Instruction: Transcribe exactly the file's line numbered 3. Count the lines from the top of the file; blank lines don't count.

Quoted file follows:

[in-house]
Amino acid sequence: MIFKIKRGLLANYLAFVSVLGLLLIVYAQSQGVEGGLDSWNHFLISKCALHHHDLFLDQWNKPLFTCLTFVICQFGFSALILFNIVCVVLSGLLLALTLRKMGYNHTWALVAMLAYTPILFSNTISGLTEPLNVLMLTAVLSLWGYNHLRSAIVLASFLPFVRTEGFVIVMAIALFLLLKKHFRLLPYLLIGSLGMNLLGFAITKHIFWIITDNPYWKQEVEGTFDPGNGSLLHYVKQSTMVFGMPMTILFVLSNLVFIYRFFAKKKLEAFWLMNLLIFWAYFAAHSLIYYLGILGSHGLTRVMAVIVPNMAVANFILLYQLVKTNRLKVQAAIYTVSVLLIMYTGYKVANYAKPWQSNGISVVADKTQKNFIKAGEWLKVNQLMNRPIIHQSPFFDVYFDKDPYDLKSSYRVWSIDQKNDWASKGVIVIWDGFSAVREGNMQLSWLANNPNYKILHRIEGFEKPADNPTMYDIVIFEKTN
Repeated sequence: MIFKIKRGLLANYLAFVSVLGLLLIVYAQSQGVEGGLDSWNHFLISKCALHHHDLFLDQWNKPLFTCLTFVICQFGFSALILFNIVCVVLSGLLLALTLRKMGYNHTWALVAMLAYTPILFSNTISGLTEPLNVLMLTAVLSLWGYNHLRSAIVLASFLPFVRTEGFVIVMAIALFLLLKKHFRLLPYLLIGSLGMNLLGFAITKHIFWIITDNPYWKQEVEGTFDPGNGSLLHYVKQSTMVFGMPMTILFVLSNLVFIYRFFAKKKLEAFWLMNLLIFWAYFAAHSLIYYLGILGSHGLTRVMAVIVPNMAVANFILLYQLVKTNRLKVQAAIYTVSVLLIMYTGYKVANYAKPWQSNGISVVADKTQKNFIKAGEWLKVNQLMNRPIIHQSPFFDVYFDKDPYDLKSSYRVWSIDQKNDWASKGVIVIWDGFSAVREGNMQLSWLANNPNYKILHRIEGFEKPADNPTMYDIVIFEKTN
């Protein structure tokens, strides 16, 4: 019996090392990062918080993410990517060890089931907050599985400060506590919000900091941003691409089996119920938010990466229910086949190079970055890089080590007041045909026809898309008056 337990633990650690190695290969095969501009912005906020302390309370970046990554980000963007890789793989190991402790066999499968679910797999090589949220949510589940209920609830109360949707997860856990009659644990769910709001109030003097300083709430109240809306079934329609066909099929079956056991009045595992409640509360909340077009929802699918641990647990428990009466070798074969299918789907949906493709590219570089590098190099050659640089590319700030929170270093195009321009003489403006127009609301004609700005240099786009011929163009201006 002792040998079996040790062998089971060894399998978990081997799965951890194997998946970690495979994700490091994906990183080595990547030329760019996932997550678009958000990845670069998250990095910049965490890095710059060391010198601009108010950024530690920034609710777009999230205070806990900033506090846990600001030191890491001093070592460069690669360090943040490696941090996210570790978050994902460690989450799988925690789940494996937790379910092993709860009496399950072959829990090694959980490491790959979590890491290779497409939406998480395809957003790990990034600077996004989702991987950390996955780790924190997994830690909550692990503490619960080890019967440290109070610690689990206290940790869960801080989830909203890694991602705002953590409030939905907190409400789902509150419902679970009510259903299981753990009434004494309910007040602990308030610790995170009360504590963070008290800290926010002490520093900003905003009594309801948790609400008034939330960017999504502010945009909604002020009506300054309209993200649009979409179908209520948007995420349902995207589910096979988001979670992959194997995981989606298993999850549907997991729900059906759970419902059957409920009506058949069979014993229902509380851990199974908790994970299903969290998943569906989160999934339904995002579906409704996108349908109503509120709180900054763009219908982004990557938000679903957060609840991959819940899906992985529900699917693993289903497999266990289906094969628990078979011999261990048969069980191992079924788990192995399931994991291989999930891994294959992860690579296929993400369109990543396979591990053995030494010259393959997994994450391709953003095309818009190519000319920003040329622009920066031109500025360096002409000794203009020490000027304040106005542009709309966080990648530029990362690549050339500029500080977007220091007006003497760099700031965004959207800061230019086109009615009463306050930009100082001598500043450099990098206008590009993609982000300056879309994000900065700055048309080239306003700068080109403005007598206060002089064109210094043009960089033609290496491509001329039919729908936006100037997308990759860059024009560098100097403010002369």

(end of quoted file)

Repeated sequence: MIFKIKRGLLANYLAFVSVLGLLLIVYAQSQGVEGGLDSWNHFLISKCALHHHDLFLDQWNKPLFTCLTFVICQFGFSALILFNIVCVVLSGLLLALTLRKMGYNHTWALVAMLAYTPILFSNTISGLTEPLNVLMLTAVLSLWGYNHLRSAIVLASFLPFVRTEGFVIVMAIALFLLLKKHFRLLPYLLIGSLGMNLLGFAITKHIFWIITDNPYWKQEVEGTFDPGNGSLLHYVKQSTMVFGMPMTILFVLSNLVFIYRFFAKKKLEAFWLMNLLIFWAYFAAHSLIYYLGILGSHGLTRVMAVIVPNMAVANFILLYQLVKTNRLKVQAAIYTVSVLLIMYTGYKVANYAKPWQSNGISVVADKTQKNFIKAGEWLKVNQLMNRPIIHQSPFFDVYFDKDPYDLKSSYRVWSIDQKNDWASKGVIVIWDGFSAVREGNMQLSWLANNPNYKILHRIEGFEKPADNPTMYDIVIFEKTN